Bio: Susan P. Blevins, an ex-pat Brit, lived in Italy for twenty-six years, traveled the world extensively, and has now settled in Houston, Texas, where she is enjoying writing stories based on her travels and adventures. She had a weekly column on food in a European newspaper while living in Rome, and published various articles on gardens and gardening when she lived in northern New Mexico, before moving to Houston. Her passions are classical music, gardening, nature, animals (cats in particular), reading and of course, writing. She has written a journal since she was about nine.
by Toti O'Brien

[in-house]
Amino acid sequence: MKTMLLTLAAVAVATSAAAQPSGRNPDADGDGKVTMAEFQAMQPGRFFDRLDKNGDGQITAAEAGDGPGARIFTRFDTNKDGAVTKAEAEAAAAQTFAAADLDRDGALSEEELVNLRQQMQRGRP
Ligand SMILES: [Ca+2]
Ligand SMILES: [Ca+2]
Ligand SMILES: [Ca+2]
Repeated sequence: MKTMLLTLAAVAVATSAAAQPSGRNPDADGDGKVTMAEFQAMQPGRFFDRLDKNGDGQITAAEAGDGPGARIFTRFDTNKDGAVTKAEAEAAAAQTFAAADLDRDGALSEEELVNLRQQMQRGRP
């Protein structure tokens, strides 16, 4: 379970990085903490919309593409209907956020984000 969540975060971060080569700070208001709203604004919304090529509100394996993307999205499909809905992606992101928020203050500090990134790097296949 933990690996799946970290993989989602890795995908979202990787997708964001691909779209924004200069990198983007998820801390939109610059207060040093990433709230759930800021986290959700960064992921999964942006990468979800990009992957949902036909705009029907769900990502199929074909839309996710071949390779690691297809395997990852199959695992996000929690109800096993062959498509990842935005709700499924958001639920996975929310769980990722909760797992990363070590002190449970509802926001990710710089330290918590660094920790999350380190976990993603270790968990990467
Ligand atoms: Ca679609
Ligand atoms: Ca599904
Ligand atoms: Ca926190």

He brings a whole cucumber to the dinner table, sets it to the left of his plate. Does he need a small cutting board, the lady of the house inquires. He doesn’t. The suggestion surprises him. Maybe (for sure) he isn’t used to a tablecloth that greenish spills could stain. Maybe (for sure) he is used to eating on metal, plastic, bare wood. He cuts thick slices with a large knife, chopping them with a snappy motion, rubbing them with salt then gobbling them in one bite—cleaning his palate between courses, or before drinking wine. Where did he learn? Of his South-American years (Brazil then Argentina, where two daughters were born) he speaks about maté—another green thing, thick and muddy. He talks about it with longing, as if speaking of a dear friend he has lost. Maté is grass soaking at the bottom of a tall mug, a thin straw slowing down the sipping, stretching out the pleasure. Then he talks of Africa and the first thing he mentions is karkadé—a concoction made of hibiscus flowers. Its intense red hue, I notice, is the perfect complement to maté’s green shade. In North Africa, where he traveled extensively, Grandpa always refreshed himself with karkadé. He also gives us a terrifying tale of tropical flies entering human brains by the ear, eating up a tunnel then exiting by the nose, having in the meanwhile destroyed cerebral tissues. We are shaken, appalled. He laughs at our sensitivity. Is it a true story? Hard to say. Grandpa’s Africa is just as blurred as his South America—both magnetic, enthralling in their fabulous vagueness. Did he bring back from overseas his love for large birds? The raven, the cockatoos he feeds amorously, calling them with exotic first names.